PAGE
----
the‘ temperature thereof rises to the levels de?ned above,
reducing the temperature of the oil mixture to a low
temperature, such as about 70° to about 150° F., by
lubricating composition which comprises a major amount
cycling to a cooling zone, recycling said cooled oil mix
of a mixture of a mineral oil and a fatty oil having an 50 ture to the radiation zone, and thereafter continuing such
iodine value below about 100 can be substantially im
a cycling procedure until the oil mixture has absorbed
We have discovered that the wear characteristics of a
proved by subjecting the mixture to ionizing radiation
the required amount of energy. Another method, though
not preferred, because of the poor heat conductivity of oil
about 24 and preferably about 50 to about 1000 megareps
mixtures, resides in the use of cooling coils immersed in
of radiation while removing heat therefrom at a rate 55 the oil mixture being irradiated to remove the heat there
for a time su?‘icient for said mixture to absorb at least
sul?cient to maintain the bulk temperature of the oil mix
ture below its decomposition or vaporization point. As
the load under which the lubricating composition is used
increases, the amount of ionizing radiation required to
give an improved lubricating composition ‘also increases.
from substantially as fast as the transformation occurs.
The time required for irradiation is extremely impor
tant from an economic point of view. When the process
is carried out over an extended period of time, it be
comes unattractive for commercial use. At the same
For example, we have found that the wear characteristics
time, irradiating the oil mixture in too short a time makes
of a lubricating composition comprising a 50—50 percent
it di?cult to control the temperature with-in ‘the desired
by volume mixture of a highly re?ned mineral oil and
limits. We have found, for example, that an irradiation
lard oil can be substantially improved when placed at an
period per gram of material being irradiated of about
elevated temperature under a load of 10‘ kilograms by sub 65 0.1 to about 20 seconds is sufficient to e?ect the desired
jecting the mixture to ionizing radiation for a time su?i
result if we use a 2 million electron volt (2 mev.) Van
3,100,185
3
de Graatf accelerator producing an electron beam at an
output of 500‘ watts. With other power sources, of
course, the time will be changed in accordance with the
power of the source. Provided heat is removed at a rate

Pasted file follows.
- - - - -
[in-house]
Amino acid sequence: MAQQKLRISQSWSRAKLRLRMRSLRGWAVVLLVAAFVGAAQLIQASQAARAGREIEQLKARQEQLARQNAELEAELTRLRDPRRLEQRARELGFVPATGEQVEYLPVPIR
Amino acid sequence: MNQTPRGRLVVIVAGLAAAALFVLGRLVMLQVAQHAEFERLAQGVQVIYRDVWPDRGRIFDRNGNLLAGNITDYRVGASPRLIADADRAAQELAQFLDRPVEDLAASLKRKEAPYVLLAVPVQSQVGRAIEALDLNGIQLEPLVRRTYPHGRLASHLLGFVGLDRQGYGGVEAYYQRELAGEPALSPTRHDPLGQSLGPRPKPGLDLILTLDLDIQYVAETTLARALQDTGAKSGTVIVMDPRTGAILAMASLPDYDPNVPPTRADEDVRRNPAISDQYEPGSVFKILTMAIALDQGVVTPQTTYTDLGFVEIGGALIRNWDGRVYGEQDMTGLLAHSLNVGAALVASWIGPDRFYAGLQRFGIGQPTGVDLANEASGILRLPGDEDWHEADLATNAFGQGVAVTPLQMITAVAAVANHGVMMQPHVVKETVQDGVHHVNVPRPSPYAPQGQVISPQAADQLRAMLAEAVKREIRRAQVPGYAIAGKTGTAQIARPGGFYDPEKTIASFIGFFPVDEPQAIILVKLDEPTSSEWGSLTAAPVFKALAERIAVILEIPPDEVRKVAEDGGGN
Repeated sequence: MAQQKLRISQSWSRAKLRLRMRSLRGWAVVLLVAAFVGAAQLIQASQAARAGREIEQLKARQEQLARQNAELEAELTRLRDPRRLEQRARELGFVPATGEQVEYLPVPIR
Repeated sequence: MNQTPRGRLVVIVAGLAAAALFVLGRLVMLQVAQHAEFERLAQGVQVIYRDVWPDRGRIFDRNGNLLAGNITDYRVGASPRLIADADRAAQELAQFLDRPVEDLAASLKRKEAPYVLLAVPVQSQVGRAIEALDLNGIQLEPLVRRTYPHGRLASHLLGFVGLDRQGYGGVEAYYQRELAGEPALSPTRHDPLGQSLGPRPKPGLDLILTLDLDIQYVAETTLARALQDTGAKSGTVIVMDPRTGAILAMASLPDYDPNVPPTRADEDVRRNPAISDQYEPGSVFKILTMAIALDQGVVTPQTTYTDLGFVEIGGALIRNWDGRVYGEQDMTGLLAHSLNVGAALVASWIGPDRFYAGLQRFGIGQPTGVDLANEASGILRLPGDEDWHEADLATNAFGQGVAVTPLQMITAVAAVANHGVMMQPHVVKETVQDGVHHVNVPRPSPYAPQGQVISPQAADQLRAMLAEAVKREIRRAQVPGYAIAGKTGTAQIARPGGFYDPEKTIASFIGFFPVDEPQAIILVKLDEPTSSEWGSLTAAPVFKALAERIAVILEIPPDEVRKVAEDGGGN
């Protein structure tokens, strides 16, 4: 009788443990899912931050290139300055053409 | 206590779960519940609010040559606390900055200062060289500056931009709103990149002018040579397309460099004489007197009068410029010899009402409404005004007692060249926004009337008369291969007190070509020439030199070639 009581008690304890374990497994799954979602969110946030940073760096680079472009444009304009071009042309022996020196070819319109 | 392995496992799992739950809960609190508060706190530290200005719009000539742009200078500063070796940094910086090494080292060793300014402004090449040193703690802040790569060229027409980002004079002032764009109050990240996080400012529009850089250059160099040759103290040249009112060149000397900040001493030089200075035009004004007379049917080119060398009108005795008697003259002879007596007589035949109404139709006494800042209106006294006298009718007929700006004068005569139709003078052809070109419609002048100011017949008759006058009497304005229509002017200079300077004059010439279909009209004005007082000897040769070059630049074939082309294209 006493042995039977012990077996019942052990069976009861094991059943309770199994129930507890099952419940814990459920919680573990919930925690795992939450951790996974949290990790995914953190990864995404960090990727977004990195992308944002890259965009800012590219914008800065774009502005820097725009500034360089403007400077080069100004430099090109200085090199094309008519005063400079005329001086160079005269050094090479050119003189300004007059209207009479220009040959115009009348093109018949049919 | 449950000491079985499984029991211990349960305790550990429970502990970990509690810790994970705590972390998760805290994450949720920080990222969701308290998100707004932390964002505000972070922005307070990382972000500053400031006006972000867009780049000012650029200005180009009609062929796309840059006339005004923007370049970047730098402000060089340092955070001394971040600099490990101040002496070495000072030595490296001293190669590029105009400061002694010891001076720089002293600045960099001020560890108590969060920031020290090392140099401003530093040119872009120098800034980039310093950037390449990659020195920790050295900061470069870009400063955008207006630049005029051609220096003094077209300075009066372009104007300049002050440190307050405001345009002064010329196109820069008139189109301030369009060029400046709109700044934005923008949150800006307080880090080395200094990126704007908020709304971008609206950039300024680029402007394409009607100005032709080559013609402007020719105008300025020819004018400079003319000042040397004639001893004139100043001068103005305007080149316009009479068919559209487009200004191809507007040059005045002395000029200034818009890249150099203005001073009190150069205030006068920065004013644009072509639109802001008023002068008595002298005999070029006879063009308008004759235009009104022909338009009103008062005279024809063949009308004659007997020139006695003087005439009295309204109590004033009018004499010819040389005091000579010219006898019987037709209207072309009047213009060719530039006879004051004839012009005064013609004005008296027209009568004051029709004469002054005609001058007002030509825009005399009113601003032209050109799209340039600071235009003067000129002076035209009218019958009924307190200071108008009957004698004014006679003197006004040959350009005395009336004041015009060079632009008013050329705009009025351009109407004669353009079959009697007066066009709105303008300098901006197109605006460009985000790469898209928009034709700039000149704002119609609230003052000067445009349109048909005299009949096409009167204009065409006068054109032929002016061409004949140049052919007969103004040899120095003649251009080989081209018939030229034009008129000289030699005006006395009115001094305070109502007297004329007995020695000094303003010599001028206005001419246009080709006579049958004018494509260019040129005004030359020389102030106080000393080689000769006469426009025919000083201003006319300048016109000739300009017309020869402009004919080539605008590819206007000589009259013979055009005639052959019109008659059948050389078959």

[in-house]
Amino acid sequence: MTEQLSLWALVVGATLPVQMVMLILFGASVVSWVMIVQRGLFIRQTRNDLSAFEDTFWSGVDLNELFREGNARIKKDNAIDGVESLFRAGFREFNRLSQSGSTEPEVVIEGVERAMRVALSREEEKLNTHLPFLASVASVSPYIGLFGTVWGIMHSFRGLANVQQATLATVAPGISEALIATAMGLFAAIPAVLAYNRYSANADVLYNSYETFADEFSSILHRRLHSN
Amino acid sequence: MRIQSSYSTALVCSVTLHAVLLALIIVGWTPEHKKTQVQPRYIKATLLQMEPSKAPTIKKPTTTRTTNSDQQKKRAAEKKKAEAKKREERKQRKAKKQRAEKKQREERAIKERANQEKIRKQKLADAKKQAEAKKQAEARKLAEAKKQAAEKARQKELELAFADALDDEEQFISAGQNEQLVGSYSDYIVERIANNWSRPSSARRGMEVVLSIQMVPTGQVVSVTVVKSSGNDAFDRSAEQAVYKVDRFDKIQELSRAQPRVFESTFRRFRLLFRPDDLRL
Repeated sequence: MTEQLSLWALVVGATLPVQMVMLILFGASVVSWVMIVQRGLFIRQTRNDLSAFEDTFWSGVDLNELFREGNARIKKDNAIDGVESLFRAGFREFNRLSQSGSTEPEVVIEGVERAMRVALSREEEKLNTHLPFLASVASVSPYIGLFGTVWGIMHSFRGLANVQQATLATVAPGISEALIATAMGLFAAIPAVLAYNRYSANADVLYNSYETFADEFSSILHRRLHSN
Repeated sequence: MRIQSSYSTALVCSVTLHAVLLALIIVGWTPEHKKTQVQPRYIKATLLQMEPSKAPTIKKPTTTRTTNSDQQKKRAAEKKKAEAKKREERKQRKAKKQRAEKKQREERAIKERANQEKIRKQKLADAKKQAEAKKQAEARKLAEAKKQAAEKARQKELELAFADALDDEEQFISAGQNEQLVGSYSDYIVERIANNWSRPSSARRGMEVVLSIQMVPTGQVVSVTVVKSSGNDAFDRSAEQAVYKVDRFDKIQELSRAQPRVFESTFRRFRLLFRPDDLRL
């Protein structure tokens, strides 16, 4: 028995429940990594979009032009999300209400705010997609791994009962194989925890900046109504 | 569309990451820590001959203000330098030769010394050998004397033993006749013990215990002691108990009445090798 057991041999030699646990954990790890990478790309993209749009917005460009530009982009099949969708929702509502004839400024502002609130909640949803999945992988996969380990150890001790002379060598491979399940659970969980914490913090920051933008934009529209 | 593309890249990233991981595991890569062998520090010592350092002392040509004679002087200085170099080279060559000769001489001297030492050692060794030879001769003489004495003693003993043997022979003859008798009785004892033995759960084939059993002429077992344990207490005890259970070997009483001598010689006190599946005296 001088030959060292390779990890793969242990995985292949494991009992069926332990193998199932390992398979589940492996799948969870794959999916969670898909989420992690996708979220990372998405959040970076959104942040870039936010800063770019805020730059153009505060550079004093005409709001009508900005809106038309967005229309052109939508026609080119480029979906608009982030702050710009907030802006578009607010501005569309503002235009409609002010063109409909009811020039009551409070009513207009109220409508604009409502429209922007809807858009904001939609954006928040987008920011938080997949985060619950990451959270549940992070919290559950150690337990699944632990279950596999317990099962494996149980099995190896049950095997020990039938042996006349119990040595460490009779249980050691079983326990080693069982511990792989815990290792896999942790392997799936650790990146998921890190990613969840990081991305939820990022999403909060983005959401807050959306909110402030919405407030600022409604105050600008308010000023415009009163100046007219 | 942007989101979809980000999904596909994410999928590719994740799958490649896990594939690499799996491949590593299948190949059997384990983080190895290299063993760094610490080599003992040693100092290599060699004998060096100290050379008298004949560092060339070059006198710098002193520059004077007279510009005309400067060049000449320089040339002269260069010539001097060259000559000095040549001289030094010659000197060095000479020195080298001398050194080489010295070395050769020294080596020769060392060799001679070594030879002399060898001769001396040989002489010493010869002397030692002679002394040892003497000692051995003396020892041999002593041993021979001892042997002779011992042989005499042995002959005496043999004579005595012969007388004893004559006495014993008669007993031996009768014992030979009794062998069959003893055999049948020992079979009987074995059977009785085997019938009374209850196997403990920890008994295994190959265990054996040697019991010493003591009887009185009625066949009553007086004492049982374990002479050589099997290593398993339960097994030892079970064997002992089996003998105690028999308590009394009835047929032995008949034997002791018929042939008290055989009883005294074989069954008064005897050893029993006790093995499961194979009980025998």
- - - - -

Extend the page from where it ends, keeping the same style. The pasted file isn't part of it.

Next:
su?icient to prevent substantial decomposition or vaporiza
tion of the oil mixture, any irradiation rate can be em
ployed, though extremely high rates may involve tech
4
about 60 to about 90 percent by volume of fatty oil,
thereafter admixing the irradiated mixture with unir
radiated mineral oil to give the desired ratio of mineral
oil to fatty oil.
The lubricating composition of our invention can con
tain minor amounts of addition agents normally added
to lubricating oils for a speci?c purpose such as an anti
oxidant, dispersant, detergengpour point depressant, cor
nical di?iculties.
rosion inhibitor, viscosity index improver, anti-foamant,
The mineral oil with which the fatty oil is admixed
according to the invention can be any oil having a viscosity 10 and the like. The lubricating composition can also con
tain other oiliness and extreme pressure agents to further
within the range of the common lubricating oils. The
enhance the wear characteristics when desired.
mineral :oil, for example, can be either a re?ned or
We do not wish to limit this invention to any particular
semi-re?ned para?inic, naphthenic or asphalt base oil.
method of radiation inasmuch as the effects of radiation
If desired, a blend of :oils of suitable viscosity can be
on mixtures of mineral and fatty oils are essentially the
employed instead of a single oil, by means of which any
same insofar as anti-wear characteristics are concerned
desired viscosity may be secured. The problem of ex
regardless of the radiation source. Ionizing radiations
cessive wear is frequently encountered in heavy machinery
can be obtained, for example, by using radio isotopes,
nuclear reactors or high energy particle accelerators.
SUS at 100° F. is employed. Therefore, this invention
has particular application with respect to improving the 20 Examples of radio isotopes which can be used are cobalt
60 for gamma and strontium 90 for beta. Operating
wear characteristics of a mineral oil having a viscosity
where an oil having a viscosity in excess of about 150
above about 150 to 200 SUS at 100° F. The mineral
oil content of the compositions of this invention will
vary depending upon the ultimate use for which the com
nuclear reactors of intermediate or full power size can
be used as a source for either gamma rays or neutrons or
both. Particle accelerator-s such as the cyclotron, beva